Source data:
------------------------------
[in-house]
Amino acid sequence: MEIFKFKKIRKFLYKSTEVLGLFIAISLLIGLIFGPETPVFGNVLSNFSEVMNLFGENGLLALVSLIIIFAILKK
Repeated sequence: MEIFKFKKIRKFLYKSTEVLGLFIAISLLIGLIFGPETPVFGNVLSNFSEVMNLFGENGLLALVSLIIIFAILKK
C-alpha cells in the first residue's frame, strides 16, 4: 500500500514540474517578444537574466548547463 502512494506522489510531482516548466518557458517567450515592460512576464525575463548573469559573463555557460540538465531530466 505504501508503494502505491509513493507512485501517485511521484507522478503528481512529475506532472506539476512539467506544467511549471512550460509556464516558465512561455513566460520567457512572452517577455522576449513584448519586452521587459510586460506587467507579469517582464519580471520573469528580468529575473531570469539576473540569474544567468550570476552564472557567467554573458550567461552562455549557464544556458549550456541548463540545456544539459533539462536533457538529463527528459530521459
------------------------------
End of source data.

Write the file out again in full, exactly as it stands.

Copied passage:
[in-house]
Amino acid sequence: MEIFKFKKIRKFLYKSTEVLGLFIAISLLIGLIFGPETPVFGNVLSNFSEVMNLFGENGLLALVSLIIIFAILKK
Repeated sequence: MEIFKFKKIRKFLYKSTEVLGLFIAISLLIGLIFGPETPVFGNVLSNFSEVMNLFGENGLLALVSLIIIFAILKK
C-alpha cells in the first residue's frame, strides 16, 4: 500500500514540474517578444537574466548547463 502512494506522489510531482516548466518557458517567450515592460512576464525575463548573469559573463555557460540538465531530466 505504501508503494502505491509513493507512485501517485511521484507522478503528481512529475506532472506539476512539467506544467511549471512550460509556464516558465512561455513566460520567457512572452517577455522576449513584448519586452521587459510586460506587467507579469517582464519580471520573469528580468529575473531570469539576473540569474544567468550570476552564472557567467554573458550567461552562455549557464544556458549550456541548463540545456544539459533539462536533457538529463527528459530521459